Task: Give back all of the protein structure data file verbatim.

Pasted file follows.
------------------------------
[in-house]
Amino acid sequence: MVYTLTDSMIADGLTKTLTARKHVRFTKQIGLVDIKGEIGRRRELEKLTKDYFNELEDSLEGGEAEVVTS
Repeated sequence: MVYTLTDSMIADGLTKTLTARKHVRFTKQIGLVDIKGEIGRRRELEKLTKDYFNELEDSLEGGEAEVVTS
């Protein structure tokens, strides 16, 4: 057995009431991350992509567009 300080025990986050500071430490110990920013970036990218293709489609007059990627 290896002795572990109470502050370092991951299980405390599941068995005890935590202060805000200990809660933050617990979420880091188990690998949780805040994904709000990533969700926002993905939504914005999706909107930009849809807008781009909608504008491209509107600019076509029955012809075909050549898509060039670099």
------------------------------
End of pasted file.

[in-house]
Amino acid sequence: MVYTLTDSMIADGLTKTLTARKHVRFTKQIGLVDIKGEIGRRRELEKLTKDYFNELEDSLEGGEAEVVTS
Repeated sequence: MVYTLTDSMIADGLTKTLTARKHVRFTKQIGLVDIKGEIGRRRELEKLTKDYFNELEDSLEGGEAEVVTS
């Protein structure tokens, strides 16, 4: 057995009431991350992509567009 300080025990986050500071430490110990920013970036990218293709489609007059990627 290896002795572990109470502050370092991951299980405390599941068995005890935590202060805000200990809660933050617990979420880091188990690998949780805040994904709000990533969700926002993905939504914005999706909107930009849809807008781009909608504008491209509107600019076509029955012809075909050549898509060039670099």